Neil Shusterman’s Scythe Could Herald a New Direction for Sci-Fi Blockbusters

Neil Shusterman’s Arc of the Sickle series has captured the hearts of many readers, including myself, since its first issue in 2016. I finished the first novel in one sitting when I was home sick from work with a cold. A gripping sci-fi novel perfect for a day like this, I read over 400 pages of Scythe in six hours.

Scythe has long been viewed by me as a prime contender for adaptation, and it turns out I’m not alone. For my “Please Adapt” column, I’ve selected a book that’s already being adapted, although the “progress” here is slow and a bit cumbersome, which is a rare occurrence. Let’s start talking!

Here are some minor spoilers for Scythe. I won’t spoil Thunderhead or Tollgate because I haven’t read them yet.

The story so far:

When I started researching this article, I was both excited and scared. Behold – a Scythe adaptation is in the works! However, the adaptation has gone through quite a bit of a turnaround, changing hands multiple times to date. Universal Pictures and Amblin Entertainment are behind the project. Sierra Gamble, known for The Illusionist, You and Supernatural, originally wrote the screenplay. Gamble withdrew from the project in 2020 to make way for a new draft by It and Annabelle’s Gary Dauberman. In November 2022, news broke that the “Scythe” series was once again being re-drafted by a new writer, with Steven Spielberg also involved. All the while, Shusterman served as a producer.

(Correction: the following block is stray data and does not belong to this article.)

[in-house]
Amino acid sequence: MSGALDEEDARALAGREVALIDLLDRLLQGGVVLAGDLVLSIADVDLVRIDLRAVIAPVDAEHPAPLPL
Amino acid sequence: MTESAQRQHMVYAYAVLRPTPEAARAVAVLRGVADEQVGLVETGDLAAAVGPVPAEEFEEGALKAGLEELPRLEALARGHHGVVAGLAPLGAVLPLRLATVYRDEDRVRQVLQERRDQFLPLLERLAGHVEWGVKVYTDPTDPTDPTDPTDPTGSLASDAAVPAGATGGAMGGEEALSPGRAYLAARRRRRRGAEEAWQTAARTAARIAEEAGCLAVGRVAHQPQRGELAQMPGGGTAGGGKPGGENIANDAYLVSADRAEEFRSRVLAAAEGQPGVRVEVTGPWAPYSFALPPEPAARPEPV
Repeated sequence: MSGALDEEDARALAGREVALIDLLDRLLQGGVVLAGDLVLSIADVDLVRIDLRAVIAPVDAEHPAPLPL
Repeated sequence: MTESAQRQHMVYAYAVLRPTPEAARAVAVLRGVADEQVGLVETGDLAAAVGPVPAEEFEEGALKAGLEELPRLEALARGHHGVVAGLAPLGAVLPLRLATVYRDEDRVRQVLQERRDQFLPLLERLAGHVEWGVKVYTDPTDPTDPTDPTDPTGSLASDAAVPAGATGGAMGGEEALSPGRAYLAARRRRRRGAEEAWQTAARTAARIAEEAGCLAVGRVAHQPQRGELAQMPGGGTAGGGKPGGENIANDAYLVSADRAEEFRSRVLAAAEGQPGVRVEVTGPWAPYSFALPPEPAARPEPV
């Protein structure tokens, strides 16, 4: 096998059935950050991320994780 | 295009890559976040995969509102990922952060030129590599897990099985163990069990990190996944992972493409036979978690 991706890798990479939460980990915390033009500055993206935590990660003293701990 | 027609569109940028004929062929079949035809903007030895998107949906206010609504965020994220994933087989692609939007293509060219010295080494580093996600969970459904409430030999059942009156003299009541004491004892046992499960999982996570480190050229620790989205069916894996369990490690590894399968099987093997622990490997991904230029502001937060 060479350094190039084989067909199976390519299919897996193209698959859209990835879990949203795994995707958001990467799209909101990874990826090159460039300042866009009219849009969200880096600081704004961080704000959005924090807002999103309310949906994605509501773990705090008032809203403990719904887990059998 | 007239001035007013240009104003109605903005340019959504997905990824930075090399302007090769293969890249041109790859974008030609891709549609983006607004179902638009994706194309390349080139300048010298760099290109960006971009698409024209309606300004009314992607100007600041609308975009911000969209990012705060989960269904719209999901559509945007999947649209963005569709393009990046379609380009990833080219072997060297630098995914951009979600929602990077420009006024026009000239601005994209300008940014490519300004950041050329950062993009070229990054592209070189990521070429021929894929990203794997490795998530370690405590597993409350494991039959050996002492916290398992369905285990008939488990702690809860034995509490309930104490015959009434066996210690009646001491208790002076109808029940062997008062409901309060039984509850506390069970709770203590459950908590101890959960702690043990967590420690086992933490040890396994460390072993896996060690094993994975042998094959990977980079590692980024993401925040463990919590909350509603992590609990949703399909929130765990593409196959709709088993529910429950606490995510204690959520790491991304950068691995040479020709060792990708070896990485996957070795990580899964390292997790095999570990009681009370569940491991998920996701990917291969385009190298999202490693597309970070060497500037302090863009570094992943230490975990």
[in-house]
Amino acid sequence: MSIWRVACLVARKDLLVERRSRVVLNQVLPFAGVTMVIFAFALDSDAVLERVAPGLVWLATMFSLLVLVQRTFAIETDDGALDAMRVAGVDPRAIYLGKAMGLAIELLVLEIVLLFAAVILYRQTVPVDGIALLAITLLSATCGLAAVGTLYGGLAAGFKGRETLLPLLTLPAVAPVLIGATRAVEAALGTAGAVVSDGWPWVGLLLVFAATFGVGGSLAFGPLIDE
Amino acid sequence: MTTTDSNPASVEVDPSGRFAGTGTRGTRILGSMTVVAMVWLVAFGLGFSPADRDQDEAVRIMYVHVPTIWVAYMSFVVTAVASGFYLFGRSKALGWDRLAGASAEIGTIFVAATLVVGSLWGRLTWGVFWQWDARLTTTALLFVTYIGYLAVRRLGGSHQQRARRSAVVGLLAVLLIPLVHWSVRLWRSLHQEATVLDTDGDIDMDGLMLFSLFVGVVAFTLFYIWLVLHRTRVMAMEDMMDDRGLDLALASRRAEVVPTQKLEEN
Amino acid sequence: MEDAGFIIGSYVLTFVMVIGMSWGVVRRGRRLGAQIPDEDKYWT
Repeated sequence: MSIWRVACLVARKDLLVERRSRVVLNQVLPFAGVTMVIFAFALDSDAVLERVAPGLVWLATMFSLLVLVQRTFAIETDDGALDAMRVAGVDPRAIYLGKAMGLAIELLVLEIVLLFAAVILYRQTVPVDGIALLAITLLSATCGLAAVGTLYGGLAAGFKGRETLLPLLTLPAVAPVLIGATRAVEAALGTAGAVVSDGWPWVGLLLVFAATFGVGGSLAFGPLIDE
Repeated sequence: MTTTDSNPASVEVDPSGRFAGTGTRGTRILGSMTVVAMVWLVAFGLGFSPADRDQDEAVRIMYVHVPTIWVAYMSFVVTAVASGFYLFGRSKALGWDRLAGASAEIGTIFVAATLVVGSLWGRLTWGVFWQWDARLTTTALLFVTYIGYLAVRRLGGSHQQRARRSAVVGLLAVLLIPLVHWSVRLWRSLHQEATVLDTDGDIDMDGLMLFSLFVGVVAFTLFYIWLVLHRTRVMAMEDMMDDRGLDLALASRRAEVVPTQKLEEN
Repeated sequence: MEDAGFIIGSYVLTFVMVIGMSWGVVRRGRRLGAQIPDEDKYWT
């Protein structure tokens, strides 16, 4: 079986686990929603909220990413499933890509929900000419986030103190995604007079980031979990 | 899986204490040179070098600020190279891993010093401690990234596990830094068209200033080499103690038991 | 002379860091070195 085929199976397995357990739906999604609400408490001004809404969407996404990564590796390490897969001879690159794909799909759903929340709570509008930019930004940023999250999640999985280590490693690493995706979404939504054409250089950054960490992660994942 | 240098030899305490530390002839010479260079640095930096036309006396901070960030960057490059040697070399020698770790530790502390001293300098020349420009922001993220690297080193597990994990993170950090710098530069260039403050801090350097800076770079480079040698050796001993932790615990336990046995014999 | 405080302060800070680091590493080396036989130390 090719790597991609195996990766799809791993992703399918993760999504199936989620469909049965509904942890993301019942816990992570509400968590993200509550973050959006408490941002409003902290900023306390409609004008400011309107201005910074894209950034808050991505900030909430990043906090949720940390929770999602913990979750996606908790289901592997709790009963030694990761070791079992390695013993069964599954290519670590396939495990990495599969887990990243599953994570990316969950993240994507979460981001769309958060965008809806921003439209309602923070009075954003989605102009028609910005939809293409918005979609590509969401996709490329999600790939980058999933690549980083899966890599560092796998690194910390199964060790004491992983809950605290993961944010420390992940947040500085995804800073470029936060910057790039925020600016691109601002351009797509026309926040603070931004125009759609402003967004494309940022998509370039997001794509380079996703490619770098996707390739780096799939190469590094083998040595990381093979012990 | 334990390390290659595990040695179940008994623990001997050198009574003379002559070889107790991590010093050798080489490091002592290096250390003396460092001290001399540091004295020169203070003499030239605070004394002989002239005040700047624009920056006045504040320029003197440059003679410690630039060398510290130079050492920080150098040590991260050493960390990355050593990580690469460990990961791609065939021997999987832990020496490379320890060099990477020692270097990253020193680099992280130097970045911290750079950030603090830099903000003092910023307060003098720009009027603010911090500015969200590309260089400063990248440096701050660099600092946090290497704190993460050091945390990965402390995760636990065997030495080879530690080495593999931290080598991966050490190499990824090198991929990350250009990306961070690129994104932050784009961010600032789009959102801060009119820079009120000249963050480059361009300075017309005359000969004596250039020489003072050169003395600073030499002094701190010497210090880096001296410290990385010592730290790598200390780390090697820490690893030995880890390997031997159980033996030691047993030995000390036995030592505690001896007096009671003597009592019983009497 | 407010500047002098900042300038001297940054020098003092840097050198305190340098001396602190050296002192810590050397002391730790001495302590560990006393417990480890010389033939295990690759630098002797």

The project is still under development, and we don’t know when it’ll hit our screens. Spielberg’s attachment is why we’re both excited and wary (depending on how you feel about the Ready Player One movie adaptation).

Still, “Scythe” has a lot going for it and would be a lot of fun if it makes it to the big screen.

Vision of “Utopia”:

In Shusterman’s world, medicine and technology have eliminated most of humanity’s problems. An artificial intelligence known as Thunderhead controls much of our daily lives. You can fall from buildings and come back to life without much effort or resources. There are only two things that can outright kill or “pick up” a person: fire or a sickle.